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How they cause lung cancer

How they cause lung cancer


When you hear the word “genes,” you can think of the ones you inherited from your parents. But again, genes and lung cancer if they are linked, the few known genes may transfer a greater chance of lung cancer from parent to child.

“We don’t see them [people] very often, for the most part [people] they have no hereditary cause of lung cancer, ”says Kerry Kingham cancer Genetic advisor at Stanford Health Care.

He says there are some exceptions. When multiple members of a family have a lung cancer with no obvious external cause (e.g. smoking), you may see a genetic counselor.

“But even in those [people], we don’t often find the cause. ‘

Only about 1% of these cases show hereditary mutations.

“And when we find hereditary mutations and are able to test other family members, there’s no good guideline that doesn’t tell us what to do without being examined in detail,” Kingham says.

He says it is much more important to test cancer cells.

A more ordinary tie

Small pieces of previously healthy genetic material (which your doctor may call “proteins”) lungs tissue cells can be altered or “mutated” to form cancer cells. As cells divide, these changes, or “mutations,” continue to be transmitted to new cells that form tumors.

Doctors do not know what causes these mutations. But you don’t inherit them from your parents and you can’t pass them on to your children. It’s not your fault if you get it. These mutations “just happen,” Kingham says. They’re not done or done for something you didn’t do.

“It simply came to our notice then. It’s not what you ate. For most people, it’s not because you’ve looked at the moon badly or because you’ve lived an unhealthy lifestyle, ”he says.

“Sometimes cells make mistakes when they break down.”

When gene testing is most important

Some lung cancer gene mutations can help doctors come up with a treatment plan. Doctors call these mutations “biomarkers”.

Heather Wakelee, MD, thoracic oncologist, professor and head of the Division of Medical Oncology at Stanford University, director of the Stanford University Medical Center, are important biomarkers of lung cancer that are important to understand and treat differently.

EGFR (epidermal growth factor receptor) is probably the most common. 10-15% of non-small cell lung cancers are EGFR positive, which is a mutation in the EGFR gene.

It’s what doctors call a “driver mutation,” which is the reason for having cancer. This mutation occurs in some people with lung cancer, such as:

  • Smokers
  • Women
  • People with Asian or East Asian heritage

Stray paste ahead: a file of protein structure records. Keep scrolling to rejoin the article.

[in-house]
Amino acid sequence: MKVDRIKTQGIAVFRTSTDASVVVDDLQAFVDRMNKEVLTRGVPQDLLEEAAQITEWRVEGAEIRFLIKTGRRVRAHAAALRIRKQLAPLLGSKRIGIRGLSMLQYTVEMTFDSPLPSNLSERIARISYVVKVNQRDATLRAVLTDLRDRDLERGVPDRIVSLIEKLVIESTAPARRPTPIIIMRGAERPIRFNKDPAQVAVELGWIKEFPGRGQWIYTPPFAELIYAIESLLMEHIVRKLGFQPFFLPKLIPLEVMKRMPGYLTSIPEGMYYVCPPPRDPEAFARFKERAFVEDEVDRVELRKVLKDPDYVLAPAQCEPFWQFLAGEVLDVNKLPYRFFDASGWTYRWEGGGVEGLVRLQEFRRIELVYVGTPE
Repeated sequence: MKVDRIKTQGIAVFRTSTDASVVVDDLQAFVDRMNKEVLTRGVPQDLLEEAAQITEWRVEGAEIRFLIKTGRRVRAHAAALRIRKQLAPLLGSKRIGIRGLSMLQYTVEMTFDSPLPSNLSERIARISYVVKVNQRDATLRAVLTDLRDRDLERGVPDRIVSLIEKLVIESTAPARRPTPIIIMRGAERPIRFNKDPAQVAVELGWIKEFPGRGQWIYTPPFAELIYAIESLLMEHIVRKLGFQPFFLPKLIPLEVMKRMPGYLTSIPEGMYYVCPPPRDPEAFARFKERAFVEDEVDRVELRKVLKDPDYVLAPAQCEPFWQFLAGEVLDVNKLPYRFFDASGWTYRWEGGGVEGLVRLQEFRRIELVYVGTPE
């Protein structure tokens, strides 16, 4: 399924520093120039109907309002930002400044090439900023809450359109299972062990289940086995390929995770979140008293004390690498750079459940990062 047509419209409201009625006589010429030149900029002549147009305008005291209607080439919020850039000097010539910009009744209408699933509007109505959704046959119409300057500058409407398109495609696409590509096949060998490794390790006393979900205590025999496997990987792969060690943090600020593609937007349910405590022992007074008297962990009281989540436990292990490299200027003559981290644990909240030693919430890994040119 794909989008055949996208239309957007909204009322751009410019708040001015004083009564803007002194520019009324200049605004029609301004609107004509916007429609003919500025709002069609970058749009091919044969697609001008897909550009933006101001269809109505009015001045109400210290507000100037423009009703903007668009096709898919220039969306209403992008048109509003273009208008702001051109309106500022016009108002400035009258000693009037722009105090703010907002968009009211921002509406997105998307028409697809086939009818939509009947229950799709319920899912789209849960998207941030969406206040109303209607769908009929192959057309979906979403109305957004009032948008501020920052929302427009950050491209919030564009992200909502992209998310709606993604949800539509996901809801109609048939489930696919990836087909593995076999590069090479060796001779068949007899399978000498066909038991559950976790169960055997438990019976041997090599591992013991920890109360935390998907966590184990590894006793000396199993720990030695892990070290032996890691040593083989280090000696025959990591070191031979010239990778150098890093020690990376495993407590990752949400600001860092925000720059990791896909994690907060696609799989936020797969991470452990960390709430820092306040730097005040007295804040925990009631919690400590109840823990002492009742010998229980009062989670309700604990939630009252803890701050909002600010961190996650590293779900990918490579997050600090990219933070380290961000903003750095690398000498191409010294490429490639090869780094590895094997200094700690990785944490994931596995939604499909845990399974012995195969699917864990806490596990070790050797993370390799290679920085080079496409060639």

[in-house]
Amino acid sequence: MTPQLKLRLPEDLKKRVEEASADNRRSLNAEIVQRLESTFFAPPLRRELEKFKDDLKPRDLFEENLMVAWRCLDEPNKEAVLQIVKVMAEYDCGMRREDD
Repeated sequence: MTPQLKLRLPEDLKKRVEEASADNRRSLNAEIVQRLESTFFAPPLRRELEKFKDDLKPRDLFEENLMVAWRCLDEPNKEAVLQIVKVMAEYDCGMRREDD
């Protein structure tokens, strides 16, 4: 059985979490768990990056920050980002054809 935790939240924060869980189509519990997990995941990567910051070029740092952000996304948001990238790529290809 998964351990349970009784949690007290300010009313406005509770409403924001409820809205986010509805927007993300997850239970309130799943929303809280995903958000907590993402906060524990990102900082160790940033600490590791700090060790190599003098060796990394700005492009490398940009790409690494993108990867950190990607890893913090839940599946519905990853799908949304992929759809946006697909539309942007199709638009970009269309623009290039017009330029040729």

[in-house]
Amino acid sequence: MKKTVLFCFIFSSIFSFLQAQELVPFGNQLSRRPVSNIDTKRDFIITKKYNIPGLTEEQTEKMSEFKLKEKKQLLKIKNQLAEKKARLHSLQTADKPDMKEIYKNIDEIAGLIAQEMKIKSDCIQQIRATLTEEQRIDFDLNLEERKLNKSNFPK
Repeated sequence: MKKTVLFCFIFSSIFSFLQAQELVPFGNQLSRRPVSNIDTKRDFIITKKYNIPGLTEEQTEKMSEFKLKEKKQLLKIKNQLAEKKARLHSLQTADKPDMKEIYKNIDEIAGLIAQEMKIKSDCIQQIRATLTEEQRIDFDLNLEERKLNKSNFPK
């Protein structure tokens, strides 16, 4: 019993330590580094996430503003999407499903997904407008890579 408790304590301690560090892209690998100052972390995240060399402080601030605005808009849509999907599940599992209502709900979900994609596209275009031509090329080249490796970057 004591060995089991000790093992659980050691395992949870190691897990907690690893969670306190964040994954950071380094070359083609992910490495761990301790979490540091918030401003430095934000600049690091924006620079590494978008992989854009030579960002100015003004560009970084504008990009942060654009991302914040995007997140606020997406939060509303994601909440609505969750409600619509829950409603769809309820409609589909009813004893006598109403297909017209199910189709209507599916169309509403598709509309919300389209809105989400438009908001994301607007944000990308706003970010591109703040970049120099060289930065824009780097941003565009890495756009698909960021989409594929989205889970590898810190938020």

• Those with lungs adenocarcinoma (a type of lung cancer)
  • Young adults with lung cancer (half of these cases are EGFR positive).

Wakelee says everyone with a diagnosis of small cell lung cancer (NSCLC) should take the EGFR test, not just those in those high-risk groups.

“It’s really critical to test every small cell lung cancer tumor with EGFR, regardless of the stage,” he says.

And not just for the EGFR. There are at least seven more biomarker genes that your doctor should test if you are diagnosed with lung cancer.

They are:

  • ALK
  • ROS1
  • COMPETENCE
  • MET
  • BRAF
  • NTRK
  • HER2

Each takes up to 5% of NSCLC cases.

The reason these tests are so critical for people with NSCLC is that they were designed by scientists cancer therapies for tumors with these particular gene mutations.

“If we find a tumor mutation, we can treat it better medications – drugs that are often better tolerated are more effective, “says Wakeleek.” That’s true now in eight different genes, so it’s very important to test tumors before starting treatment, whenever possible. “

In simple terms, these drugs are targeted and “turned off” by a protein that is “activated”.

You can take most of the medications you receive as a pill instead of at home chemotherapy by IV hospital. Wakelee says that in addition to being more effective, they are much easier on your system than other cancer treatments.

When there is a viable genetic target, these therapies shrink tumors with chemotherapy or immunotherapy, and the treatment often works better.

For people with initial NSCLC who have surgery, an EGFR drug called osimertinib (Tagrisso) may be less likely to delay the return of cancer and spread the cancer brain.

IV. People with NSCLC positive for EGFR can also get Tagrisso because they are more likely to shrink the tumor and work longer than any other type of treatment.